Chinese – the new Japanese?

01_20__20Chinese_20class.jpgThe Associate Press just ran this article, “Schools Offer More Chinese Programs.

“As China’s economic power grows, Chinese is becoming the new language of the future.”

This made me think about the late 80s and early 90s when Japan was going to take over the world (and the total land value of Japan EXCEEDED the U.S.!), and everybody was rushing to learn Japanese (including me – I took a semester of Japanese my senior year in college). However, I think Chinese and China’s growth is here to stay.

At the very least, China still has a LOT of growth and development in it. Although China has seen double digit economic growth for over a decade or more, most of China is still very, very poor. Additionally, China’s population is still increasing, while Japan is experience *negative* population growth!

“At least 27 states offer Chinese language classes in either elementary, middle or high schools. And at least 12 public and private schools across the country teach most subjects in Mandarin Chinese, according to the Center for Applied Linguistics in Washington.”

Considering that a lot of schools teach Spanish & French (and maybe even Latin ?), it’s actually pretty amazing that more schools don’t teach Chinese. Then again, I’m not all that knowledgeable as to what has driven language instruction in American education. I took French in middle school and high school, but I am not sure how relevant French is in today’s economy. Not to say that economic concerns alone should drive language instruction! And it’s not like most people who learn Chinese will probably ever use their Chinese ? (Don’t use it, you lose it!). I don’t think I’ve ever really used the French that I learned! But it is still useful to learn a foreign language – at the very least to understand another country’s language and culture.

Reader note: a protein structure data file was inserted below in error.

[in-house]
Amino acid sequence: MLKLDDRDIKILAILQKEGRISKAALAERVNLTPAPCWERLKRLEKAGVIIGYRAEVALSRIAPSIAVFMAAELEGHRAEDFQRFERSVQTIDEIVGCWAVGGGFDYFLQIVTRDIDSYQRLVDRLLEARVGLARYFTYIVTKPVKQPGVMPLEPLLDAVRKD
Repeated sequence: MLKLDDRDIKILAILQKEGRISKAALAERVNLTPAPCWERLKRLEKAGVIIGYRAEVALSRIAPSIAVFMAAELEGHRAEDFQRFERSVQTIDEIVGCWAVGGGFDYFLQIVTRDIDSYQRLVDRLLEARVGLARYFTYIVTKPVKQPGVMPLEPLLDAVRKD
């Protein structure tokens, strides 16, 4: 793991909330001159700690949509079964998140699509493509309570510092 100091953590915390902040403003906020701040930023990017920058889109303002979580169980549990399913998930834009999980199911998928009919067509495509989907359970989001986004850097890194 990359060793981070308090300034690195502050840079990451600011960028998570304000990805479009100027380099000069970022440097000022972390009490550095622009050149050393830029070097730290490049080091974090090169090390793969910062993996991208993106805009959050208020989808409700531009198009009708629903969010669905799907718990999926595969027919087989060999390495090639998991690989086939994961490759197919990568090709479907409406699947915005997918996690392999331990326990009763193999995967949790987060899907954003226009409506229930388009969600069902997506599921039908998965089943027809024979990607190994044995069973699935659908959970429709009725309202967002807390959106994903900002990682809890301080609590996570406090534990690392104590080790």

“Anyone who reads the newspaper realizes that you can’t ignore Asia anymore,” she said. “American education has always been Euro-centric, and now we’re realizing how inadequate our perspective on Asia has been.”

I think everyone is indeed starting to realize this. Given that our Founding Fathers were from Europe, this makes sense. But the world is changing and America needs to start accepting that! In America, we’re so geographically and culturally distant from the rest of the world, learning Chinese or any language can only help in the future.

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About John

I'm a Taiwanese-American and was born & raised in Western Massachusetts, went to college in upstate New York, worked in Connecticut, went to grad school in North Carolina and then moved out to the Bay Area in 1999 and have been living here ever since - love the weather and almost everything about the area (except the high cost of housing...)
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